The best Swiss watch brands, from A to Z: Rolex, Omega, Audemars Piguet and more
IWC redesigned their Big Pilot watch this year, but to see it alongside the ones they made for British pilots in the 1940s, you might not be able to tell which is which. Everything else about this watch – and every other watch made by IWC – is an exercise in top-to-bottom luxury, from the sand-colored ceramic case of the Mojave Desert Edition to the tide indicator at the Portugieser Yacht Club.
Foundation year: 1833
Best known for: Very sophisticated sports watches; unpronounceable name.
Jaeger-LeCoultre’s most famous creation, the Reverso, was designed for polo players in the 1930s. It was also the watch Don Draper bought when he got his name on Sterling Cooper’s door. . Wherever you wear yours, say it zhey-ZHER leh-KOOLT or risk being laughed at by the publicity directors and horse people.
Foundation year: 1832
Best known for: Perfect vintage reproductions of archival drawings.
When you spend thousands of dollars on a watch, the idea of ââ”good value” becomes more than a little subjective. That said, Longines offers everything a leading Swiss watchmaker should (heritage, high-quality Swiss movements, unique design) at a (relatively) affordable price. If you want something with a vintage look and modern reliability, look no further.
Foundation year: 1894
Best known for: To be the first watch on the moon.
More than half a century after Neil Armstrong achieved what could be the greatest watch flex in history, the Omega Speedmaster is still the brand’s most sought-after creation. Rugged, refined and technically advanced mechanical sports watches are what this brand does best, and there are plenty to choose from, with or without Apollo 11 ties.
Foundation year: 1860
Best known for: Big, beefy dive watches adored by Sly Stallone, Dwayne Johnson and other guys with arms like tree trunks.
The first Panerai watches were created for the Italian Navy, with dials that glowed a vibrant green thanks to Radiomir, their patented luminous paint. Radiomir turned out to be radiocative, but Panerai’s original design details and bulky proportions are as good as they’ve ever been.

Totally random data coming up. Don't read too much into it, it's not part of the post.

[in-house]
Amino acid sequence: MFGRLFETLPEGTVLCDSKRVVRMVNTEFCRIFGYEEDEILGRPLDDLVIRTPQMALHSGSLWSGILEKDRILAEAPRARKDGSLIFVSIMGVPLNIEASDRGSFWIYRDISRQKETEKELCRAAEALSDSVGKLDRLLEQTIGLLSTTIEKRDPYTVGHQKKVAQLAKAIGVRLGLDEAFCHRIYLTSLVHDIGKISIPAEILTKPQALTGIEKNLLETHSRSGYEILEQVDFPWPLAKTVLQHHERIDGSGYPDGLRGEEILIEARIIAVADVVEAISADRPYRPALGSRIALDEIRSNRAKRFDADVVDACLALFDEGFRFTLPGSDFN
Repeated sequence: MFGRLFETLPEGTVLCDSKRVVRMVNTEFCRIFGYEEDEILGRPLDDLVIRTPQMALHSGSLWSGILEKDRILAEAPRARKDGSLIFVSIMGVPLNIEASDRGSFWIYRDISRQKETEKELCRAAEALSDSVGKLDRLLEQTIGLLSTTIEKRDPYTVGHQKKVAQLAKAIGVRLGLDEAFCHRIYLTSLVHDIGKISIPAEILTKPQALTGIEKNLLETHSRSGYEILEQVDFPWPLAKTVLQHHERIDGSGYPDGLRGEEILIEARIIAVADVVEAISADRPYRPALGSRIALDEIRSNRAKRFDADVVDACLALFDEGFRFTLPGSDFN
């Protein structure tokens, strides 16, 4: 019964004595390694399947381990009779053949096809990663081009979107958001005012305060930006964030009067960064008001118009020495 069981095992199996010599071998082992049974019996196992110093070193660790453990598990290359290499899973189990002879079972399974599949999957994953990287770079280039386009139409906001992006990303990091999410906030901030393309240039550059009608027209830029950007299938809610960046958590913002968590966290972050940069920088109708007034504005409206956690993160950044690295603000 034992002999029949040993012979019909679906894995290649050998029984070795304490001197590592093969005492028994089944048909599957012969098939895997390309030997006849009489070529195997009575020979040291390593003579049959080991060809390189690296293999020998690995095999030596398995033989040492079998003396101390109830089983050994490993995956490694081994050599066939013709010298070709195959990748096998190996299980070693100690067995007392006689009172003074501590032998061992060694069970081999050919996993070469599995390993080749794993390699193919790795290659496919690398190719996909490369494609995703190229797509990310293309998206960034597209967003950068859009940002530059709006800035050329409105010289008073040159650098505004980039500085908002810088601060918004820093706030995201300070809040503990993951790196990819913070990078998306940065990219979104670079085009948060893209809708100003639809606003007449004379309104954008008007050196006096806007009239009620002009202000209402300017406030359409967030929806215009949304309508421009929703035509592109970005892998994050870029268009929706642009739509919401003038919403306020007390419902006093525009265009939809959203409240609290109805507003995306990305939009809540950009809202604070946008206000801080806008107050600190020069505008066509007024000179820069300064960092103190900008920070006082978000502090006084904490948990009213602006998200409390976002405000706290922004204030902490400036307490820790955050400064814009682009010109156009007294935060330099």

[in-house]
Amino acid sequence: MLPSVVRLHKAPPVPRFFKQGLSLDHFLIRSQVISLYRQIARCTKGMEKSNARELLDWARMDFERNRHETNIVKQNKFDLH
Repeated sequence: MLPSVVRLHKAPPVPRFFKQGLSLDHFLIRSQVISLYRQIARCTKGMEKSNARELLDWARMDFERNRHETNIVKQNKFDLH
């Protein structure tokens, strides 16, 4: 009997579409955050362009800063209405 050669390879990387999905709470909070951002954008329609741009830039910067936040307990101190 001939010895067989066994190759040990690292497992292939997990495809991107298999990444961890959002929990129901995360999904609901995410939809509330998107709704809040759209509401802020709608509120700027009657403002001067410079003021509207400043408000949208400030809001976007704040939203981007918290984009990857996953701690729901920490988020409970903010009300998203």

Foundation year: 1839
Best known for: Extremely expensive button-down watches coveted by hedge fund managers, oligarchs and John Mayer.
At the highest levels of watchmaking, a certain amount of TOC is considered an asset. A concrete example: Patek Philippe finishes by hand every component of its watches, even those that no one other than the watchmaker will ever see. That, combined with nearly 200 years of heritage and a known stable resale value, makes this brand one of the most coveted brands on the planet.
Foundation year: 1874
Best known for: Incredibly fine mechanical movements.
Watchmakers, like high school students, love superlatives. Piaget gained its reputation as a maker of the world’s thinnest mechanical watch movements in the 1950s and has been steadily raising the stakes ever since. At just 2mm thick (only a little thicker than a dime), their latest Altiplano is a mind-boggling horological feat, even if you wouldn’t want to wear it to the gym. For that, take a look at the Piaget Polo, a criminally underrated steel sports watch from the ’70s.
Foundation year: 1999
Best known for: Marry 19th century watchmaking with 21st century industrial design.
Incredibly high performance watches made from carbon nanotubes, ceramics and titanium are RM’s specialty. With a car with doors that open upwards and a cabin in Jackson Hole, there is no better indicator of having arrived in the 1%.
Foundation year: 1905
Best known for: Sleek design, uncompromising attention to detail and insane retail waiting lists.